In your 20s you’re indestructible, fearless, overconfident and adventurous.You’ve claimed your own identity, separated from your parents. Self discovery is rich and promising.

In your 30s you’ve learned to support yourself, got a career, maybe had a family, maybe not. You are at a peak of energy and drive.

During your 40s, you start to feel that the body’s warranty has run out. You are mortal. You’re considered middle-aged and watch the younger generation emerge.

In your 50s that darn AARP card comes in the mail. You start to lose people you love, your parents, and friends. You begin to contemplate retirement…. can I? Some of us probably can’t. You start to lose some of your steam, your drive for success.

And on the occasion of turning 60, the shit hits the fan! You officially become a senior citizen. You realize you might have only 15-20 years left.

At this point you might feel fears creeping in, not enough money, failing health, no retirement funds. Maybe you have children who will take care of you, or maybe they won’t. Maybe you never had children.

You have regrets. You didn’t keep up with the piano, or singing, photography or quilting. You feel left behind as far as technology goes. You’re worried about the world. Maybe you feel invisible, or old and in the way.

These are all very real fears, and I believe we all experience some of these as we move from middle age to senior status.

I’m going to offer you an alternate vision, another possibility, a brighter ending to the final chapter of your story. I’m going to give you a simple technique to aim yourself toward fulfillment.

What’s the upside of this stage of life. You’ve gained a lot! You’ve had 6 decades of gaining insight, wisdom, skills, maturity, intuition. All of your experiences, whether they came easy or came hard have accumulated. You have cultivated a wealth of of expertise being yourself. You may not have that youthful fire, but you do have the goods.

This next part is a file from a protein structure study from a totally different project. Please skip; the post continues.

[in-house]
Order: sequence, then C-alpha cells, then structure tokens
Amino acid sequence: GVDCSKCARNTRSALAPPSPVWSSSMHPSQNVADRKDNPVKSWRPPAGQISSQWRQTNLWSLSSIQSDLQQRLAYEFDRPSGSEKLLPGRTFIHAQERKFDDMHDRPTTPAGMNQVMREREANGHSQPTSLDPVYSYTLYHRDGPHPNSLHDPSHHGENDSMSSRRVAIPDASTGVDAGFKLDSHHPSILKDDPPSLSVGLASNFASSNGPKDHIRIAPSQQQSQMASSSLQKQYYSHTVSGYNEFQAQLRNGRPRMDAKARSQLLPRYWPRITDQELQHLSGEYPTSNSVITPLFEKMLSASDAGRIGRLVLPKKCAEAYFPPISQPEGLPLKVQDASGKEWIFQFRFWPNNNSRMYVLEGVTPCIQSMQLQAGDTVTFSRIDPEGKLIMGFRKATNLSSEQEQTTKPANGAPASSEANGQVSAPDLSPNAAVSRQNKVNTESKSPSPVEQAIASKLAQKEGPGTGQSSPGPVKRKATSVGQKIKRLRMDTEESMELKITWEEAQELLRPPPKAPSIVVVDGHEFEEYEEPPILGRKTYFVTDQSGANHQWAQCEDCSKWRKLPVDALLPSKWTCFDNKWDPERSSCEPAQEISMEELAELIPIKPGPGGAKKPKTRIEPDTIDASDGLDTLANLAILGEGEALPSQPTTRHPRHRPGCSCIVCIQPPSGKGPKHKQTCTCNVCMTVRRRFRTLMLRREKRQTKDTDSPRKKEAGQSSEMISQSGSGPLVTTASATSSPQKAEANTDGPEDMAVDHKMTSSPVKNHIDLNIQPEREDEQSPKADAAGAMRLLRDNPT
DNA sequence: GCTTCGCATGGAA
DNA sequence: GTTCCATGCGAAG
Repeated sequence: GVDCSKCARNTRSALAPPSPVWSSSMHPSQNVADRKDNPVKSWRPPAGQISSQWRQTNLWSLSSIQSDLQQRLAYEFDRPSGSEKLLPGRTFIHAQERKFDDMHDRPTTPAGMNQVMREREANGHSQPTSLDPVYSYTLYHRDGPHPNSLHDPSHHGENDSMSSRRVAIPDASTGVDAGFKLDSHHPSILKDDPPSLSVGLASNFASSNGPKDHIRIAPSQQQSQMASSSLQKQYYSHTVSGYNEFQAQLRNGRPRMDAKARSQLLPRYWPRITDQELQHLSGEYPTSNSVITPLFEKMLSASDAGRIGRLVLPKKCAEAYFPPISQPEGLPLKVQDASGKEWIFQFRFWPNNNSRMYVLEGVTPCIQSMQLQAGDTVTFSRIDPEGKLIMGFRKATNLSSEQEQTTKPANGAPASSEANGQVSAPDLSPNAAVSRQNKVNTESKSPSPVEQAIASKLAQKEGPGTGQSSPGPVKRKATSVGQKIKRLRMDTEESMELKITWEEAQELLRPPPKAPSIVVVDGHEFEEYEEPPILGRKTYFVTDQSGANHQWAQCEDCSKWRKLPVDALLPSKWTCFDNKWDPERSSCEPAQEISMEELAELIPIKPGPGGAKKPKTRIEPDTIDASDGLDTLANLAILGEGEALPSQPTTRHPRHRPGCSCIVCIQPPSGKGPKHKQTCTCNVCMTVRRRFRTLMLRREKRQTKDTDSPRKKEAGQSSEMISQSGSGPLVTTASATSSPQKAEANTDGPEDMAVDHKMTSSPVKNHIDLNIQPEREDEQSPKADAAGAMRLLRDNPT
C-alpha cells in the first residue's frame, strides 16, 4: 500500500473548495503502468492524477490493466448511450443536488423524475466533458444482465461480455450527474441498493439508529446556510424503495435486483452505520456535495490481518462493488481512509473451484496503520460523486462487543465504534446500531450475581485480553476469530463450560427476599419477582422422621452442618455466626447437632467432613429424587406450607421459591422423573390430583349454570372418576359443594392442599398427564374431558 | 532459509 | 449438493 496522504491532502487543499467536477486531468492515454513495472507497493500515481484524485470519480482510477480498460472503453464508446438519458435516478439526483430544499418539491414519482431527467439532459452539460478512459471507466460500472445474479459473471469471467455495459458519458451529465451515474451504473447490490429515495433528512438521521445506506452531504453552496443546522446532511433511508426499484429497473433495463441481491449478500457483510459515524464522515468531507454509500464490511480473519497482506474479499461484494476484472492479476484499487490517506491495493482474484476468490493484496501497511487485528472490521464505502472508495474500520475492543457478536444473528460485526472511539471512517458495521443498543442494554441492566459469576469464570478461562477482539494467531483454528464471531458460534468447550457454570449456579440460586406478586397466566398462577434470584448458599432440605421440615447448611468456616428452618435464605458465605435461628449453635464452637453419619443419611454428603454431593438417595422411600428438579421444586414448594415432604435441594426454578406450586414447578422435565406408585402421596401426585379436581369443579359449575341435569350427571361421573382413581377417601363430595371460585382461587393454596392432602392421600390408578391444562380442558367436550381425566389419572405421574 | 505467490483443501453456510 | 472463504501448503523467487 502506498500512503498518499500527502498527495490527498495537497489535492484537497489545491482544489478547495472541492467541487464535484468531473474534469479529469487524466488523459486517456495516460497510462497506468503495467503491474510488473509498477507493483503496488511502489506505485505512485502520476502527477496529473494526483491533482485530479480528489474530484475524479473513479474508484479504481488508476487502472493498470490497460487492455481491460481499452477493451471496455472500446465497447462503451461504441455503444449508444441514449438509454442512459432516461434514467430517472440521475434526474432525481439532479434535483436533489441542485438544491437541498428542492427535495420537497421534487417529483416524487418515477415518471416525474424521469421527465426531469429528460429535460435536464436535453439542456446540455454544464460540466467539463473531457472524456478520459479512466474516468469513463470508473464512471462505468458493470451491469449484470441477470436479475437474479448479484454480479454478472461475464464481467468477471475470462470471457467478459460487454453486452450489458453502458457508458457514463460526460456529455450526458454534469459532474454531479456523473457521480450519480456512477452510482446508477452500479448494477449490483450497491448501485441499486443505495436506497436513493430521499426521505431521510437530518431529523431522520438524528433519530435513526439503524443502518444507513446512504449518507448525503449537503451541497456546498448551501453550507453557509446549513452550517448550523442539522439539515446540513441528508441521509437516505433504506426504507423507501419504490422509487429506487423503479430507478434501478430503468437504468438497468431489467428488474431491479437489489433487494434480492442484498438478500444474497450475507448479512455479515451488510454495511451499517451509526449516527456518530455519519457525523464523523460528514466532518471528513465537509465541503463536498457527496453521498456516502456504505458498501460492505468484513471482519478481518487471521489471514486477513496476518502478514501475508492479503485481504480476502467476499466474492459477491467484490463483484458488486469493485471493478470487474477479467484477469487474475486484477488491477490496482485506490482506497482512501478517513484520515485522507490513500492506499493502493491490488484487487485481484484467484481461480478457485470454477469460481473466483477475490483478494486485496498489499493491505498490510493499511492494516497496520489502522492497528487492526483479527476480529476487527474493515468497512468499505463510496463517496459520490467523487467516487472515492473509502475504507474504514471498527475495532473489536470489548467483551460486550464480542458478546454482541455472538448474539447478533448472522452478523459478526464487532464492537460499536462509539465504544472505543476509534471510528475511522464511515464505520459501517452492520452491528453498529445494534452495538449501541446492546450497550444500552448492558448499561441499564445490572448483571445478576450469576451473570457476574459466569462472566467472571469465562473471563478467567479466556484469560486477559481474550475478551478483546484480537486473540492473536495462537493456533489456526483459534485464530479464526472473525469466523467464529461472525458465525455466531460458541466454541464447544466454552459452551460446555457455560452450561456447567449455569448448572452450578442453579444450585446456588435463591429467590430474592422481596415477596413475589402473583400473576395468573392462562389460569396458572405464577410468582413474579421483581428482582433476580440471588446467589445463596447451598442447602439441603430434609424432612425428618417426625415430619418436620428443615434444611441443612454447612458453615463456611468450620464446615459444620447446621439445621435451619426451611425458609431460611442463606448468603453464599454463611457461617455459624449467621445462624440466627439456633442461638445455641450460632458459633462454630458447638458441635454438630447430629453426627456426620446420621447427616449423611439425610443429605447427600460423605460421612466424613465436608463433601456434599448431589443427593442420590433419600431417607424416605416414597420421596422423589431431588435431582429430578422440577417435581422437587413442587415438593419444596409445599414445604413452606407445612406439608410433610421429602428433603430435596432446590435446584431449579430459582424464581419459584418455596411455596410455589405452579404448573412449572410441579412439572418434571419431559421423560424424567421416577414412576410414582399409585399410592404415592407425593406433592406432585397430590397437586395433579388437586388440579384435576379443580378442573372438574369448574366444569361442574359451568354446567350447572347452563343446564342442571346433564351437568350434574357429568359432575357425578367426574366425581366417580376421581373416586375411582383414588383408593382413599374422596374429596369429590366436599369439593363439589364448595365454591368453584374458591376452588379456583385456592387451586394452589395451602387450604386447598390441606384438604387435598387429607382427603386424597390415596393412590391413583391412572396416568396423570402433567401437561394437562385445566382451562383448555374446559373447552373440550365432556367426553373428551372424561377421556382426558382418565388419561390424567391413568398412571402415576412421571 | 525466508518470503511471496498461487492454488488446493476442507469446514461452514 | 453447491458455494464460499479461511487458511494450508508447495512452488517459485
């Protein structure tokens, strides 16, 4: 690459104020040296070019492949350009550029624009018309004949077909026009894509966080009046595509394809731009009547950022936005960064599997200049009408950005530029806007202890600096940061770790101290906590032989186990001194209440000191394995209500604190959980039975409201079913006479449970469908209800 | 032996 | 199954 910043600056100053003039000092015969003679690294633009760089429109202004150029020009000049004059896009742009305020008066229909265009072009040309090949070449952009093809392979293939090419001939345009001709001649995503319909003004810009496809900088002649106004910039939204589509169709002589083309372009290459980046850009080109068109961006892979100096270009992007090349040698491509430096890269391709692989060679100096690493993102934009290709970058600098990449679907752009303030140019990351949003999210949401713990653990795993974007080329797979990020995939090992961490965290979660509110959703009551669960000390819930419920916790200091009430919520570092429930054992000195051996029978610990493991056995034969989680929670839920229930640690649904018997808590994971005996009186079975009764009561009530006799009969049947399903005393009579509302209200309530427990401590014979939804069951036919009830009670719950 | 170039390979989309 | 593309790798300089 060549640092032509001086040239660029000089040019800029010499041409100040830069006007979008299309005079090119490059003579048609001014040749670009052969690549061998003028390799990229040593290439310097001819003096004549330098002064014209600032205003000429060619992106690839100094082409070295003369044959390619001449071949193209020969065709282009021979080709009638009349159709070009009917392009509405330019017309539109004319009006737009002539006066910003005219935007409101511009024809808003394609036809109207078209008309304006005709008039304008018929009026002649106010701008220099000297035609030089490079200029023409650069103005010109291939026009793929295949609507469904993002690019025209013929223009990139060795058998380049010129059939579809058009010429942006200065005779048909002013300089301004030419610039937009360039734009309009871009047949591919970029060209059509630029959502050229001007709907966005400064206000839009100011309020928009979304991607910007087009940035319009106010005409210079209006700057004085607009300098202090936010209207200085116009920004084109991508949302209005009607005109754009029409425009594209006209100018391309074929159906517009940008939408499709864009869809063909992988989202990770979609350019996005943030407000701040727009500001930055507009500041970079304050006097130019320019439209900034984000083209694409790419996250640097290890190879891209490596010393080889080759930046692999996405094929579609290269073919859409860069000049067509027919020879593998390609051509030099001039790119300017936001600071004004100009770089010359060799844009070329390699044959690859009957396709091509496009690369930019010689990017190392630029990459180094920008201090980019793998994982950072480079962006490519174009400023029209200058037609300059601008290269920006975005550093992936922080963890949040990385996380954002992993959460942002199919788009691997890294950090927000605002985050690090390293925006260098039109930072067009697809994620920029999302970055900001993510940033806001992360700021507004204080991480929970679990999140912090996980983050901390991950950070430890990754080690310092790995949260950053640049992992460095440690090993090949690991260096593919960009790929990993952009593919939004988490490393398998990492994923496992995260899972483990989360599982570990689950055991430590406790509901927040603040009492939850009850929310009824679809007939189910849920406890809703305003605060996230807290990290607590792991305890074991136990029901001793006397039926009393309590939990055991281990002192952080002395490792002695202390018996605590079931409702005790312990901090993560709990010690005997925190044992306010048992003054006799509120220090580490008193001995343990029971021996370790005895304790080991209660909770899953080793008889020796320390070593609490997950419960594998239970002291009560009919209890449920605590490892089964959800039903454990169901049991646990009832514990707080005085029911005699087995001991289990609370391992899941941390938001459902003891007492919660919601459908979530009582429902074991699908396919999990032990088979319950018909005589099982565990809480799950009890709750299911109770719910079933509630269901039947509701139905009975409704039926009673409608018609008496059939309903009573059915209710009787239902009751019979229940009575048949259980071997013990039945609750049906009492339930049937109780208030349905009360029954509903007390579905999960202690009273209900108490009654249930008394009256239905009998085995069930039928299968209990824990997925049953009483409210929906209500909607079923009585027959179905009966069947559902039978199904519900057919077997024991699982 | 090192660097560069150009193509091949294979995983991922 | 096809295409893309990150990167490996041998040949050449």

So, what are you going to do for the rest of your life? You’re going to take all those fabulous attributes that are stashed inside you, dust them off, polish them up and put them to work.

Doing what?

Here’s the key. Aim yourself toward doing things you love. What are they? Sometimes it’s hard to see what is obvious. For example, it’s obvious that my friend Kathy loves art. She loves to see it, own it, share it, loan it out, give it away, and I know one of her fantasies is to have a gallery space in Santa Cruz devoted to local artists. Another friend, Terry, loves taking pictures of bugs. She doesn’t have to force herself to get out there with her camera. She can’t not do it. These are the things that feel natural. The ones you have true curiosity about. The things you can’t wait to get back to. They are the activities and interests that choose you! It doesn’t matter if they’re simple, sitting quietly in your garden or taking a delicious afternoon nap, or challenging, like playing an instrument, learning a language, traveling to distant shores. Aim yourself on a daily basis toward the activities, people, places and feelings that feed your soul.

For example, I’ll tell you my story and how I’ve attempted to follow this path myself. In my 30s, I noticed that there were a handful of interests that kept cycling through my life.

  1. Food (buying, cooking, baking, studying about, feeding people and enjoying!)
  2. Movement (practicing Tai Chi, going to the gym, walking daily, dancing)
  3. Making art
  4. Healthy living (becoming an acupuncturist, studying nutrition, living a balanced lifestyle)
  5. Family and friends
  6. Studying and teaching about any of the theses subjects.

Each interest cycles around every year and has a life of it’s own. I can’t force them to happen. There are months I can’t stay out of the kitchen, then there are months that I eat apples, almonds, avocados and toast (not really, but you get the point). I’ve learned to roll with these cycles and trust that they will keep coming around again. Allowing this natural flow to happen has enabled my creative interests to overlap and merge. At this point, I feel as if I have a golden thread that is quilting them all together. It’s satisfying and enriching.

The number of breaths and heartbeats we each have is truly a mystery. Our lives are all unique, and each one of us is the center of an amazing universe. Through each decade we are challenged, inspired, and changed. I implore you to aim yourself toward fulfillment. To feel for what ignites you. To notice and nourish what your gifts are and live them with gusto, so that when the time comes for you to release you last breath, to give up that last heart beat, it will be given with ultimate satisfaction.

Come on in!

Hello there, and welcome to the new website of the Tai Chi Natural Health Club. Make yourself at home, look around and see what we have to offer you. I’ve just changed the site’s format to WordPress, and will be working on fleshing the site out in the next few weeks. All the important information is here. Let me know what you think!

Wendy Ballen, L Ac